Michaela Onyenwere said the Bruins’ next matchup will be a rebounding battle.
“(Colorado is) a really good offensive rebounding team,” said the sophomore forward. “(I) know that that’s one of their strengths.”
UCLA women’s basketball (13-9, 6-4 Pac-12) will travel to Colorado (10-11, 0-10) on Friday and No. 17 Utah (18-3, 7-3) on Sunday with the opportunity to extend a four-game win streak.
The Bruins top the Pac-12 in offensive rebounding with 17.9 boards per game. Colorado is second behind UCLA with 14.2.
Onyenwere said the Bruins will have to be aggressive in the paint if they want to dominate the rebounding battle against the Buffaloes.
“(We have to be) thinking ahead and doing early work in the post,” Onyenwere said. “(We’ll) have all five people fighting a body and trying to box out.”
Onyenwere pulls down the second-most rebounds for UCLA, averaging 8.4 per game. The forward is also shooting a team-high 36.1 percent from 3-point range.
The Bruins have shot above 35 percent from beyond the arc in three of their last four games. UCLA went 6-of-9 from deep in its most recent game against Washington, with redshirt freshman guard Lindsey Corsaro hitting 3-of-4 against the Huskies.
“We’re shooting (3s) more in rhythm,” said coach Cori Close. “I think also (Corsaro’s) being more aggressive. She’s a good shooter and we’re really looking for her to do that for us.”
The Buffaloes allow their opponents to shoot 34.8 percent from beyond the arc – the second highest in the conference.
Senior guard Kennedy Burke said UCLA has to control itself when it shoots from deep given the opportunity to take long shots against Colorado.
“The most important thing is to not force to shoot 3s,” Burke said. “We just have to have ball movement and then it will lead to a good shot, like an extra pass to a 3-point shot.”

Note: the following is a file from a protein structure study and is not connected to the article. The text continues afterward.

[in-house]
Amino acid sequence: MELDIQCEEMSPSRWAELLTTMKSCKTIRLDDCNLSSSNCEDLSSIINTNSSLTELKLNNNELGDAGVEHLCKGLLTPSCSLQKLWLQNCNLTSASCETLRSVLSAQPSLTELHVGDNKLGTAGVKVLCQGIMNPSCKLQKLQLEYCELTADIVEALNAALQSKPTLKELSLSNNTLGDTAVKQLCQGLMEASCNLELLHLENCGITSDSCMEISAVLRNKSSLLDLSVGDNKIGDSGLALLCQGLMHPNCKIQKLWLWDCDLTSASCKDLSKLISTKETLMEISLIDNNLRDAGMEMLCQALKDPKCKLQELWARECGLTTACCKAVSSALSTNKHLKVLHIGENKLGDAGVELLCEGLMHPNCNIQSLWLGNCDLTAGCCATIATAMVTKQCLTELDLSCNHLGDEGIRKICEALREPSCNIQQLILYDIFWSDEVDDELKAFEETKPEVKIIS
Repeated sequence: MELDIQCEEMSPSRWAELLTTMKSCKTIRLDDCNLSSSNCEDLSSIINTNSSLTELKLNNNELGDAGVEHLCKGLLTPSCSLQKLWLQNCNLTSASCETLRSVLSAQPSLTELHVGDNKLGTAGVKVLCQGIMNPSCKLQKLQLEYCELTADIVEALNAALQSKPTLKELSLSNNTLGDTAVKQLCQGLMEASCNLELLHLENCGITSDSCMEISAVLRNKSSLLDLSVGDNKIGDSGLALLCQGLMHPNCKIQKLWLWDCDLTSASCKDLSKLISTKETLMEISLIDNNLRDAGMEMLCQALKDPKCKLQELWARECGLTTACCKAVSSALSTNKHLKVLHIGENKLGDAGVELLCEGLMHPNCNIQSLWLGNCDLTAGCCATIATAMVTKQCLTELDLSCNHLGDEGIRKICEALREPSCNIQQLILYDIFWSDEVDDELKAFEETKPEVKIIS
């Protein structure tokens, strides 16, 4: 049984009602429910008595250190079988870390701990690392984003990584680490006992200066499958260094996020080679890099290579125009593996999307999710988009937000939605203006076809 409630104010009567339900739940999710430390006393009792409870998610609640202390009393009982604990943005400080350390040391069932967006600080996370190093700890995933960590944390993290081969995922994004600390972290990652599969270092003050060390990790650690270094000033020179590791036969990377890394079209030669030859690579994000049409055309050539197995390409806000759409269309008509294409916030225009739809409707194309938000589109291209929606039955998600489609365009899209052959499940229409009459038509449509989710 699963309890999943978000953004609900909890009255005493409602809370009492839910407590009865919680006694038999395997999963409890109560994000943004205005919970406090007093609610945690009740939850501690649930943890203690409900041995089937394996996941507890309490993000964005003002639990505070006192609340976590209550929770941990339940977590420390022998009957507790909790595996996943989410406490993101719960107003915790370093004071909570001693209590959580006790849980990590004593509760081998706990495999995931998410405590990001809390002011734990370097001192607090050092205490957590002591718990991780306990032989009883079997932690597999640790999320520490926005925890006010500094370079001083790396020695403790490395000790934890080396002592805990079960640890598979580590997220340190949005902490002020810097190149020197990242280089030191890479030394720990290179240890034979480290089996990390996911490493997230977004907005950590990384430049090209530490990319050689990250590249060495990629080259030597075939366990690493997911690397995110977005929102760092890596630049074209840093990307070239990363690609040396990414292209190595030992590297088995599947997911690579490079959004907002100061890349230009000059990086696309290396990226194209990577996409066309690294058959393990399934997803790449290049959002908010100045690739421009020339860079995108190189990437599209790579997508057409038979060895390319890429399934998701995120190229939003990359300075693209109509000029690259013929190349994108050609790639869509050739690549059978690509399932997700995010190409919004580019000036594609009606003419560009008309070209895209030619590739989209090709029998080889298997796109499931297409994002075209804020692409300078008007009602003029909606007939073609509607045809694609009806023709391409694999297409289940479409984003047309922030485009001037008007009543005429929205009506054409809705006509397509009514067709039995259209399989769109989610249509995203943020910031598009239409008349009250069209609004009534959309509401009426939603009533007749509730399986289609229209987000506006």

The Buffaloes – averaging 29.4 percent from deep – have the third lowest 3-point shooting percentage in the Pac-12. Colorado also has the second-worst field goal percentage in the Pac-12 in conference play.
Burke said the Bruins have to play smart defense if they want to prevent the Buffaloes from scoring.
“When a person drives, we all have to have at least some type of help side and we have to scramble back on (defense),” Burke said. “Talking and staying focused on (defense) will help us win the game.”
On Sunday, UCLA will travel to Utah to play at Jon M. Huntsman Center.
The Utes shoot 38.5 percent from deep – the third-highest 3-point shooting percentage in the conference. The 3-pointers account for 32 percent of Utah’s points.
“(We) have to chase them off the 3-point line,” Close said. “We’re going to mix up our defenses and do that in a variety of different ways.”
Utah is coming off a 71-63 loss against Oregon State. The Utes shot 36 percent from behind the arc – 11 percent higher than when the Bruins lost to the Beavers.
Close said UCLA can defeat Utah if it can keep control of the ball.
“We play to our strengths (by) getting more shots on goal than our opponents,” Close said. “We just have to have a really concerted effort to value the ball.”